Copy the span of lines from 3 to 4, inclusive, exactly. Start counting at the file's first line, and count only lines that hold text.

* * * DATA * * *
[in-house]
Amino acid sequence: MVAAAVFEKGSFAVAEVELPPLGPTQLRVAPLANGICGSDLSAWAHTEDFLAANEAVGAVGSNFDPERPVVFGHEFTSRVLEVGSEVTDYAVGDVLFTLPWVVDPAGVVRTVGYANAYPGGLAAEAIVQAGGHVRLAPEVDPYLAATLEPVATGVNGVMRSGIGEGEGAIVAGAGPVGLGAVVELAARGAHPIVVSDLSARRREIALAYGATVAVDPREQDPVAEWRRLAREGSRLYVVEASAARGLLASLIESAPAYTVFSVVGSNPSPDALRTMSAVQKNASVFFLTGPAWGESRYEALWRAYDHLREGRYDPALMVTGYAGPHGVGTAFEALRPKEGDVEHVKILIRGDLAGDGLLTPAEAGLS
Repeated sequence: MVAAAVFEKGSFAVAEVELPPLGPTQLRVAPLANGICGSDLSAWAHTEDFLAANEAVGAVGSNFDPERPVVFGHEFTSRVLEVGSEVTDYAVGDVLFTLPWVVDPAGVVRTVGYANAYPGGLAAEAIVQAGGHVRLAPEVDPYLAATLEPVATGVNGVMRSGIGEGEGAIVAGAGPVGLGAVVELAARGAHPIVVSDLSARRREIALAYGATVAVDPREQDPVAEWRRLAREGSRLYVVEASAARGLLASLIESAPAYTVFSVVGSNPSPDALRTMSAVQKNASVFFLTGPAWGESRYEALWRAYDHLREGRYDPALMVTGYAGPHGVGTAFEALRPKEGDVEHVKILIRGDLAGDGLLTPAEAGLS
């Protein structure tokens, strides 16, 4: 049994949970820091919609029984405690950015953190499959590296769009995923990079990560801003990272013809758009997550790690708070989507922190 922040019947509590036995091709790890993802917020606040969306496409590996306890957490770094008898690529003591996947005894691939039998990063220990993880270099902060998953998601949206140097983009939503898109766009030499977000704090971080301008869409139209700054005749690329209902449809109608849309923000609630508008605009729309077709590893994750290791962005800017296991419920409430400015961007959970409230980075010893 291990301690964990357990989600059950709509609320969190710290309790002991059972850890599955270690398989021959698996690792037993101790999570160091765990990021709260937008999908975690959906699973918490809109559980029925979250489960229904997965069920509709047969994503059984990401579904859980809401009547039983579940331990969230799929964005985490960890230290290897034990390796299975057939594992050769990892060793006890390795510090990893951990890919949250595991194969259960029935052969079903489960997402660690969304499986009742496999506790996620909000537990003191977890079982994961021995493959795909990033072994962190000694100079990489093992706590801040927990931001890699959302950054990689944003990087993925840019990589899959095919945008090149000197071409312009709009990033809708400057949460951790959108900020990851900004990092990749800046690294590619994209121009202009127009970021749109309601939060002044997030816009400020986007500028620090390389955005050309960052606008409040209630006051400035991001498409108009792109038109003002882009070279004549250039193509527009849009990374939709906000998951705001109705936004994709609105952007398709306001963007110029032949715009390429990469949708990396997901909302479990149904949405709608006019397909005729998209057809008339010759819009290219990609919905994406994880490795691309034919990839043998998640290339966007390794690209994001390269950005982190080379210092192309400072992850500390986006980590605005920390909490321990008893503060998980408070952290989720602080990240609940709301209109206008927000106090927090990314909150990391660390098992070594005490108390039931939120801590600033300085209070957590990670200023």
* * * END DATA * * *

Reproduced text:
Repeated sequence: MVAAAVFEKGSFAVAEVELPPLGPTQLRVAPLANGICGSDLSAWAHTEDFLAANEAVGAVGSNFDPERPVVFGHEFTSRVLEVGSEVTDYAVGDVLFTLPWVVDPAGVVRTVGYANAYPGGLAAEAIVQAGGHVRLAPEVDPYLAATLEPVATGVNGVMRSGIGEGEGAIVAGAGPVGLGAVVELAARGAHPIVVSDLSARRREIALAYGATVAVDPREQDPVAEWRRLAREGSRLYVVEASAARGLLASLIESAPAYTVFSVVGSNPSPDALRTMSAVQKNASVFFLTGPAWGESRYEALWRAYDHLREGRYDPALMVTGYAGPHGVGTAFEALRPKEGDVEHVKILIRGDLAGDGLLTPAEAGLS
């Protein structure tokens, strides 16, 4: 049994949970820091919609029984405690950015953190499959590296769009995923990079990560801003990272013809758009997550790690708070989507922190 922040019947509590036995091709790890993802917020606040969306496409590996306890957490770094008898690529003591996947005894691939039998990063220990993880270099902060998953998601949206140097983009939503898109766009030499977000704090971080301008869409139209700054005749690329209902449809109608849309923000609630508008605009729309077709590893994750290791962005800017296991419920409430400015961007959970409230980075010893 291990301690964990357990989600059950709509609320969190710290309790002991059972850890599955270690398989021959698996690792037993101790999570160091765990990021709260937008999908975690959906699973918490809109559980029925979250489960229904997965069920509709047969994503059984990401579904859980809401009547039983579940331990969230799929964005985490960890230290290897034990390796299975057939594992050769990892060793006890390795510090990893951990890919949250595991194969259960029935052969079903489960997402660690969304499986009742496999506790996620909000537990003191977890079982994961021995493959795909990033072994962190000694100079990489093992706590801040927990931001890699959302950054990689944003990087993925840019990589899959095919945008090149000197071409312009709009990033809708400057949460951790959108900020990851900004990092990749800046690294590619994209121009202009127009970021749109309601939060002044997030816009400020986007500028620090390389955005050309960052606008409040209630006051400035991001498409108009792109038109003002882009070279004549250039193509527009849009990374939709906000998951705001109705936004994709609105952007398709306001963007110029032949715009390429990469949708990396997901909302479990149904949405709608006019397909005729998209057809008339010759819009290219990609919905994406994880490795691309034919990839043998998640290339966007390794690209994001390269950005982190080379210092192309400072992850500390986006980590605005920390909490321990008893503060998980408070952290989720602080990240609940709301209109206008927000106090927090990314909150990391660390098992070594005490108390039931939120801590600033300085209070957590990670200023």